Hong Kong Experiences Shortage of Skilled Auditors Amid Emigration Wave

Thousands of HK children seek education in the UK
By Kathleen Li
Kathleen Li
Kathleen Li
Kathleen Li has contributed to The Epoch Times since 2009 and focuses on China-related topics. She is an engineer, chartered in civil and structural engineering in Australia.
July 2, 2022 Updated: July 2, 2022

Hong Kong is facing an exodus of educated workers on a scale not seen since the early 1990s, that is impacting the city’s many functions, including auditing services.

According to the Financial Reporting Council (FRC), Hong Kong’s audit regulator, the emigration of experienced staff has resulted in a shortage of qualified auditors in the city, seriously impacting its audit work.

Although the Inland Revenue Department has denied there is an emigration wave and claimed in a press release that no direct statistics are available to support the supposition, ample evidence suggests otherwise.

Epoch Times Photo
People (bottom) waving goodbye on July 22, 2021, as passengers make their way through the departure gates of Hong Kong’s International Airport. Twice a day Hong Kong’s virtually deserted airport fills with the sound of tearful goodbyes as residents, fearful for their future under China’s increasingly authoritarian rule, start a new life abroad, mostly in Britain. (Isaac Lawrence/AFP via Getty Images)

“High staff turnover and loss of experienced staff create operational inconveniences, impact staff morale and productivity, and eventually affect the firm’s audit quality and services,” according to FRC’s 2021 annual inspection report (pdf) released on Jun. 23.

“It is also the most commonly cited reason for audit work not being performed properly and supervision and review not being performed on a timely basis and sufficiently.”

The report said that Hong Kong is facing challenges in maintaining audit staff at appropriate levels. In response to the situation, FRC recommends that firms decline engagements when they do not have the time and resources to conduct a high-quality audit.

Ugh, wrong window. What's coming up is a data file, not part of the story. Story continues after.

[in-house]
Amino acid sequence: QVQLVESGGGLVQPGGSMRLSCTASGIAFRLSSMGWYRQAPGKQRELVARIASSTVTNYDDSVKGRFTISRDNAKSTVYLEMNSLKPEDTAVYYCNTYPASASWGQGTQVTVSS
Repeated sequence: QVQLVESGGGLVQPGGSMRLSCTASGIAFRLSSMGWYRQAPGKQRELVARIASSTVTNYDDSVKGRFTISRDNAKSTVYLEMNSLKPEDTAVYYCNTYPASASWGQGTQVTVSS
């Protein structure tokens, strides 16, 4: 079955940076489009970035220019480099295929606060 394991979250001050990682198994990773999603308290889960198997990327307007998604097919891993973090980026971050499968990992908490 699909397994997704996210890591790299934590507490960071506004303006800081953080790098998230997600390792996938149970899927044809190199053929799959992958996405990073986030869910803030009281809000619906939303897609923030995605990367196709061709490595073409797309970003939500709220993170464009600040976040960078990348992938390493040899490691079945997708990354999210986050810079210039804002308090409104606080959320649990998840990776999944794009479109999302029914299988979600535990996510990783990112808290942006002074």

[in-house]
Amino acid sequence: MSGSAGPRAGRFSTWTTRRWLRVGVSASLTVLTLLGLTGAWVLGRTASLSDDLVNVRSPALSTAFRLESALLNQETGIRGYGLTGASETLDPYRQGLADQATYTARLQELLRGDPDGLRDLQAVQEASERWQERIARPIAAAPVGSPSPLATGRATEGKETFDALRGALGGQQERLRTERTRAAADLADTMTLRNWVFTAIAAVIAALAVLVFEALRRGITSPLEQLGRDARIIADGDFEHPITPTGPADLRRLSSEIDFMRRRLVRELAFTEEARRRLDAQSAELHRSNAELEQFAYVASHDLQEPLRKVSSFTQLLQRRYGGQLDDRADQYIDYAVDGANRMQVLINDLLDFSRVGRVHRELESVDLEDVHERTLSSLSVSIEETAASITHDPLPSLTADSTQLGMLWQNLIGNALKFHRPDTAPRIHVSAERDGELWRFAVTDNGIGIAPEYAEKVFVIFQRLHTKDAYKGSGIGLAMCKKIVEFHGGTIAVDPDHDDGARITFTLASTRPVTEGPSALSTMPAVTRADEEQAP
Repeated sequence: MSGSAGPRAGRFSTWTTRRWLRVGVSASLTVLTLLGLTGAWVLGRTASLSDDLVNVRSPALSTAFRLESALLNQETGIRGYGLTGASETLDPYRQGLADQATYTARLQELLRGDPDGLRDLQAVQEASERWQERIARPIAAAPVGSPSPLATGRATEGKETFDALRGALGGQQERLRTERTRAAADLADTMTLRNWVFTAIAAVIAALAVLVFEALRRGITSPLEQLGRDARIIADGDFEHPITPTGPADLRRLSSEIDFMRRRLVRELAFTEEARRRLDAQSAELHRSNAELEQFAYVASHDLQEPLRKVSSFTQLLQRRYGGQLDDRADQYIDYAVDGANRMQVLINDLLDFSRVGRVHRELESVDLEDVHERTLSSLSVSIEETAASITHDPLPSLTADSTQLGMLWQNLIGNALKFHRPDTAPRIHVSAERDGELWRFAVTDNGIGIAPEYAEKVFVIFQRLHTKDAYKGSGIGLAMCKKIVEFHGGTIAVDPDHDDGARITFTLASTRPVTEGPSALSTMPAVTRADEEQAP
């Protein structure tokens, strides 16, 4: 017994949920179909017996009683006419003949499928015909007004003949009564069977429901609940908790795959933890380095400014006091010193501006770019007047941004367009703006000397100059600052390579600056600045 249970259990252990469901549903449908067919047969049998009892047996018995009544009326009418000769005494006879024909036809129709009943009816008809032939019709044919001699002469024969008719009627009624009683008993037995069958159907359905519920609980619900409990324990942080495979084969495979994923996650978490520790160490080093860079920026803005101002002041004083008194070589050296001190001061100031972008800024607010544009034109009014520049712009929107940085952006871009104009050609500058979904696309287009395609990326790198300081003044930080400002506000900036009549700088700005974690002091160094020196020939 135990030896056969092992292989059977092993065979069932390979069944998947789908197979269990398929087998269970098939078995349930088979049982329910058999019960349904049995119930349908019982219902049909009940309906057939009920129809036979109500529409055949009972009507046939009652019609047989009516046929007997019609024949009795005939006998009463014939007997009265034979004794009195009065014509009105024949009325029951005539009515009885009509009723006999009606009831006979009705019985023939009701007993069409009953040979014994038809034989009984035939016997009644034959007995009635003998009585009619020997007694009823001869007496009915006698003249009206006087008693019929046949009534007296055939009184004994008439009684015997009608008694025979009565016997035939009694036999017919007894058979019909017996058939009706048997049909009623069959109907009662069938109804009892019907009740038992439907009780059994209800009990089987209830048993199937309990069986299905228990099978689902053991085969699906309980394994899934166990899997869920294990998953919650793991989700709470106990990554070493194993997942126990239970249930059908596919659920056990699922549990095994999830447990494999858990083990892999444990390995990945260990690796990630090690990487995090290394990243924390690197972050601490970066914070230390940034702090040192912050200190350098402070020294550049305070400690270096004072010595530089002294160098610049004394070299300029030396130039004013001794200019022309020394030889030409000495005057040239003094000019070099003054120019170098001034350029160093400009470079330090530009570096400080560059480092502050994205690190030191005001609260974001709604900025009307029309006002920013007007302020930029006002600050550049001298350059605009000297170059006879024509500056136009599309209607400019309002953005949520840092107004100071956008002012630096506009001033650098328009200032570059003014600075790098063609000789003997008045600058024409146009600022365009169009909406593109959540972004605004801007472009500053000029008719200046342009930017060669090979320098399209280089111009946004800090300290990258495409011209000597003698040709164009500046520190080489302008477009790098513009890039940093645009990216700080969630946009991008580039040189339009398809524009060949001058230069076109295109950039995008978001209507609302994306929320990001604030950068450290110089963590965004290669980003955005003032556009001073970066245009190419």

Hone Kong’s exodus of skilled workers is also reflected in the 2021 World Talent Ranking, in which the city dropped to the 26th place from last year’s 18th in the “Appeal” category.

The ranking was published by the International Institute for Management Development (IMD), a Switzerland-based business school. The “Appeal” factor evaluates the extent to which an economy attracts foreign talent and retains local talent.

On top of the emigration wave, the city is also experiencing a significantly higher turnover rate.

The city’s turnover rate of accounting and legal staff reached 11 percent in 2021, a nine percent jump from the previous year, said Kelvin Wong, the chairman of FRC, in a local press briefing on June 23.

The FRC is an independent body with the statutory duty to regulate auditors of listed entities in Hong Kong. Its 2021 annual inspection report covers the financial year of Apr. 1, 2021, to March 31, 2022.

HK Children Seek Education in the UK

While Hong Kong is facing challenges with skilled worker shortages, primary and secondary schools in the UK have been receiving a high volume of applications for enrolment of children from Hong Kong, according to the latest data released by the UK Department for Education (DfE).


Epoch Times Photo
Children entering a school in Hong Kong. (Courtesy of the HK Information Services Department)

The report indicates that UK schools received an estimated 8,500 applications for school placements for children from Hong Kong for the current academic year, second only to the applications of children from Ukraine who were displaced by the Russian invasion.

Among the 8500 applications, 8000, or 93 percent, have received offers, of which 5,800 were for primary schools and 2,700 were for secondary schools.

The data was collected from local authorities in Britain through a survey. It covers applications and offers made for the current 2021-22 academic year, covering the period from Sept. 1, 2021, to May 27, 2022.

As the National Security Law continues to violate the freedoms and rights of Hong Kong residents, the UK began to accept BN(O) visa applications on Jan. 31, 2021, providing those with BN(O) status or a Hong Kong passport a path to immigration.

The BN(O) welcome programme enables BN(O) status holders in Hong Kong and their eligible family members to apply for visas to live, work, and study in the UK. In addition, it offers them the opportunity to obtain British citizenship after living in the UK for five years.

As of March 31 this year, 123,400 applications have been received, including main applicants and dependents. With a 92 percent approval rate, 113,742 applications have been approved to date.

About 60 percent of Hong Kong BN(O) visa holders have children, according to survey results published by the UK Home Office on Jan. 31.

Kathleen Li
Kathleen Li has contributed to The Epoch Times since 2009 and focuses on China-related topics. She is an engineer, chartered in civil and structural engineering in Australia.